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So exactly what is it like, being on the front line in a hospital, where COVID-19 patients come in for help?

ELIZABETH USSHER GROFF - This sign is in the front yard of former Mayor Tom Potter and Karin Hansens house in Woodstock. What unites them, and Sellwood resident and I.C.U. nurse Jamie Pinney, is an appreciation they and the public have for the hard work, determination, and courage of the many essential workers during this COVID-19 pandemic.  Jamie Pinney is a 42-year-old nurse who lives in Sellwood and works at a Portland-area hospital [he doesn't want to disclose the name, since he is speaking only for himself], serving in the Intensive Care Unit (I.C.U.). He says that, during this time of COVID-19, working in the I.C.U. has been very demanding and stressful.

He and the other nurses in his I.C.U. unit are trained to specialize in treating pulmonary problems. He works 12-hour shifts three days a week with doctors who are pulmonologists. They utilize ventilators and ECMO (extracorporeal membrane oxygenation), which is a therapy that adds oxygen to the blood – temporarily taking over the work of nonfunctioning or severely-stressed lungs.

"We treat patients who are EXTREMELY sick with COVID," he tells THE BEE. "We're trained to treat people who have severe lung problems, who can only be taken care of in certain hospitals that have staff with the necessary capabilities and equipment available all of the time. There are only a handful of hospitals in the area that can do that."

Unlike many hospitals in the country, he says they have been fortunate to have the necessary PPE (Personal Protective Equipment) from the start of the pandemic.

He has been working at the same hospital for eighteen years, and thus was also a nurse when the 2014 Ebola outbreak reached the U.S. At that time, the United States federal government was telling doctors and nurses in this country what to expect and do in case there were Ebola cases at their hospitals. They were also sending nurses to the CDC to train especially for that disease.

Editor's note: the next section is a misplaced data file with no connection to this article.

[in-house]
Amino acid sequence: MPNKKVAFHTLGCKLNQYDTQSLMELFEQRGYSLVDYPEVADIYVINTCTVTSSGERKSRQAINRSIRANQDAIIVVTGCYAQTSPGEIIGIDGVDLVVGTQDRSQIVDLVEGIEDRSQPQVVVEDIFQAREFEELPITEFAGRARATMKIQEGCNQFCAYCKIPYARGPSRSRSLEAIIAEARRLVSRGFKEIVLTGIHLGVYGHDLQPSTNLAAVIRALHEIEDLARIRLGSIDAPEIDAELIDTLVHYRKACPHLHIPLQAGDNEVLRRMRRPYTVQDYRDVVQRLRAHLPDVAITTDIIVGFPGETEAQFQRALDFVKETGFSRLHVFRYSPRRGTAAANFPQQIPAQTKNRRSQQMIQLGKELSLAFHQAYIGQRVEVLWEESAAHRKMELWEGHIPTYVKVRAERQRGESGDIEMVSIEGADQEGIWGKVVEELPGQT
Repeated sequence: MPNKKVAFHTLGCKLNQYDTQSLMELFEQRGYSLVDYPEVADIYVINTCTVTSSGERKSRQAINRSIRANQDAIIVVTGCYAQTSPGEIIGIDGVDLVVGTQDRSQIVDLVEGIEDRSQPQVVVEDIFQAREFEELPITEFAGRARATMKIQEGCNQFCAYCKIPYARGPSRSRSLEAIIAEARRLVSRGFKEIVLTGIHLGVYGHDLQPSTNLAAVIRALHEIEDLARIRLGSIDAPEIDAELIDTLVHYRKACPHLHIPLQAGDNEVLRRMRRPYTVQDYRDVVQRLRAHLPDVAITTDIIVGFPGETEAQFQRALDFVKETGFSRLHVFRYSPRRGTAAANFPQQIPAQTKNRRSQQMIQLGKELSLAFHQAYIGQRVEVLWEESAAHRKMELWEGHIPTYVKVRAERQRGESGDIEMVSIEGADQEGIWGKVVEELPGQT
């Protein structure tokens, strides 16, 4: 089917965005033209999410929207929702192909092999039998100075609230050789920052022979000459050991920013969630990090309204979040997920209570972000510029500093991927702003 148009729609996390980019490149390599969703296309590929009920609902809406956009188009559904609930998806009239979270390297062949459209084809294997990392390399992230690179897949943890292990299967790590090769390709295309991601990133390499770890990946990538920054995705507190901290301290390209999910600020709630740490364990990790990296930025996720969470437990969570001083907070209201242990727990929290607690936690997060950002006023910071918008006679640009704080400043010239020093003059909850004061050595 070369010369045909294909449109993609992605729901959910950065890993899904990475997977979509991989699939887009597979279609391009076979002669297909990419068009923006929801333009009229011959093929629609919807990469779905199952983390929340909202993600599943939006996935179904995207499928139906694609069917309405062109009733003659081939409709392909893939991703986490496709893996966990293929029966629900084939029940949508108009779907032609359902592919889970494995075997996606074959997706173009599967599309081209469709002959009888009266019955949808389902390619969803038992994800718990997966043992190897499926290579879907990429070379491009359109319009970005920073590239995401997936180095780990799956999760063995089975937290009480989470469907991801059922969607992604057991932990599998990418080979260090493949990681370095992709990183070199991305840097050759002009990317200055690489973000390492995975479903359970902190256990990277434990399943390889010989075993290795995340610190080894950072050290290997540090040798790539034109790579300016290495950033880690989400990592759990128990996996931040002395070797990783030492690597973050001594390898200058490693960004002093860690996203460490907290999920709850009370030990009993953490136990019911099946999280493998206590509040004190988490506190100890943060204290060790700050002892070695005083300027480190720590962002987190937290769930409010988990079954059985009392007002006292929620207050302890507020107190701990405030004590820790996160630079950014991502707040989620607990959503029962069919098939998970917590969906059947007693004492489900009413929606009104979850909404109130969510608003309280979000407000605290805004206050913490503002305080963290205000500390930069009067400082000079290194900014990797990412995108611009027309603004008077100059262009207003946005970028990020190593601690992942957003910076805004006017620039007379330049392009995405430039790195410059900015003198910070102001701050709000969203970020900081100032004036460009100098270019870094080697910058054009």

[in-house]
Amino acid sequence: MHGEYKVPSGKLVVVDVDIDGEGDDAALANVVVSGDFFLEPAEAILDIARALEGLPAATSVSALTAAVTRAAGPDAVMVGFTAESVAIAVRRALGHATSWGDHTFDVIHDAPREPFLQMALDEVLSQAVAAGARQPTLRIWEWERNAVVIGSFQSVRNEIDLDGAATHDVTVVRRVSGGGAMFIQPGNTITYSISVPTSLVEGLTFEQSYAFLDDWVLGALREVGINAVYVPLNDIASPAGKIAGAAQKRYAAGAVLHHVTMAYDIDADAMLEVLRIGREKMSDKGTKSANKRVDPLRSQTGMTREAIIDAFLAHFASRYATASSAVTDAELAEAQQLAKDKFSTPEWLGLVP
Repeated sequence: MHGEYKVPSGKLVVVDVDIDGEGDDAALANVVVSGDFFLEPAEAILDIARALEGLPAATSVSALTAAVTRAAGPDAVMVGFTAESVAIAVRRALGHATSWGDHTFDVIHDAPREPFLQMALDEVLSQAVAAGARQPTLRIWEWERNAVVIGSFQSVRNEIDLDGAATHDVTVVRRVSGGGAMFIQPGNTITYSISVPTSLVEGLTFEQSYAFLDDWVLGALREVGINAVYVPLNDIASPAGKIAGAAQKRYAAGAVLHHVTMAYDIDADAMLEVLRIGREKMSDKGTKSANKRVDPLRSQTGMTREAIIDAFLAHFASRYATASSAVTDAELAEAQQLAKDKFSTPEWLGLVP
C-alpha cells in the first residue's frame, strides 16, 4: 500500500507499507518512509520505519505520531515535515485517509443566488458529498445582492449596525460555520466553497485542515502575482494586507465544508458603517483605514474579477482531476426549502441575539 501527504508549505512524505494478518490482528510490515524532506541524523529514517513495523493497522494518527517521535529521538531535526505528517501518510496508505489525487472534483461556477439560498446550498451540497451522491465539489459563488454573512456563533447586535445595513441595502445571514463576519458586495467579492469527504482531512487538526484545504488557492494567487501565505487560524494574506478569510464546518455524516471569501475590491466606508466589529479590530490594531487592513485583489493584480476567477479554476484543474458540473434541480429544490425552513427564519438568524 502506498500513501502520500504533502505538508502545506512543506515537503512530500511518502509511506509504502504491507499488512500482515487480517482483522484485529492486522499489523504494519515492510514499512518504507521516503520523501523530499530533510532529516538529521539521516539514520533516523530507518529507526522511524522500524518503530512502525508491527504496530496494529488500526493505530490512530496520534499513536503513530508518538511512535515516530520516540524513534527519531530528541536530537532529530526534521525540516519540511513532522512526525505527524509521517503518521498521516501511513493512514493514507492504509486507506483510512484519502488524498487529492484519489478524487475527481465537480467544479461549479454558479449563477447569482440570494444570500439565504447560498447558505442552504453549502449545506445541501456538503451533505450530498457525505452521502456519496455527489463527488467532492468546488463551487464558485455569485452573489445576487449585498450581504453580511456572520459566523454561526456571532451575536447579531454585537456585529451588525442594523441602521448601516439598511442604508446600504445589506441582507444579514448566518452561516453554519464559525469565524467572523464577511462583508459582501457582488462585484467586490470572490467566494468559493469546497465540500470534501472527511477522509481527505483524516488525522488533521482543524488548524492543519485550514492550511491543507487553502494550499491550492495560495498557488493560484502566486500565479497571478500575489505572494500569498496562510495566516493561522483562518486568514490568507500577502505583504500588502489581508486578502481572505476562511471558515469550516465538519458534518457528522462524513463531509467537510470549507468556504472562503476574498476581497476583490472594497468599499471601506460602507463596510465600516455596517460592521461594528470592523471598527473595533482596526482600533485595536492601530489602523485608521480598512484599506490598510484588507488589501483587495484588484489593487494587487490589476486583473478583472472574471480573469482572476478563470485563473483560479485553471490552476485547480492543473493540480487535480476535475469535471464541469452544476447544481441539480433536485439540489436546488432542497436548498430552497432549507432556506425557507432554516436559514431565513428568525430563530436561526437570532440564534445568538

And, in 2009, when the H1N1 "swine flu" virus was infecting people in the U.S., Pinney says it was a "pretty gnarly disease", but they dealt with it effectively because of adequate data. [The epic "Spanish Flu" pandemic in 1918 was caused by a subtype of the H1N1 virus, but the swine flu proved considerably less fatal, for reasons still unclear.]

Pinney says the lack of testing and contact-tracing did not provide doctors and nurses in the U.S. adequate COVID-19 data to work from, in the early months of the pandemic. However, he says, fortunately by the time COVID-19 hit Oregon, local medical personnel at least had templates from Washington State, China, Italy, and New York to inform medical staff, and help them cope with the virus. He adds that it was helpful that Oregon also locked down pretty early, and took the disease seriously.

He is not shy about describing the emotional and physical toll that COVID-19 is taking on nurses. "I have to be honest. In the beginning, I was dreading going to work – getting used to the increased amount of PPE, the constant masking, and facing so many unknowns."

Pinney says that even now, still just entering the room of a suffering COVID-19 patient can be stressful. "Most of us have moderate levels of anxiety. Some have high anxiety. Three weeks of work can now seem like six months, even though Oregon's numbers [of cases and deaths] have been low, relative to the rest of the nation."

But, he says, "I really want people to recognize that this is what we nurses do all the time! It is just more anxiety-provoking now."

The overall responsibility of the work can be daunting. "I have nightmares and anxiety about work. I have a wife and three children, but I know nurses who are stressed not only because of vulnerable family members, but because they have pets or close friends [that they want to continue living for]."

He feels very fortunate to have a wife who has a great deal of experience also as a career I.C.U. Nurse, so she understands what he is going through. "I don't have to explain everything. She knows. And my biking to and from work, and doing stretching and yoga, also help a lot."

His father is a retired Emergency Room physician who has decided he needed to go back to work, and is helping during the pandemic. That role model is also helpful – even though, as Pinney says, "the E.R. is a very different beast from the I.C.U."

Jamie Pinney says he cannot emphasize enough the importance of Oregonians continuing to wear masks, keeping physical distancing, and washing hands. "Oregon is among the top ten of lowest COVID cases and death rates across the country, and we want to keep the numbers down. It is possible to protect the public in simple ways, and still have a normal semblance of life."

For him, that "normal semblance" took place in late August – 3½ weeks of vacation camping with his family. Upon his return he remarked to THE BEE, "Now I am refreshed, and ready to get back into the fight."


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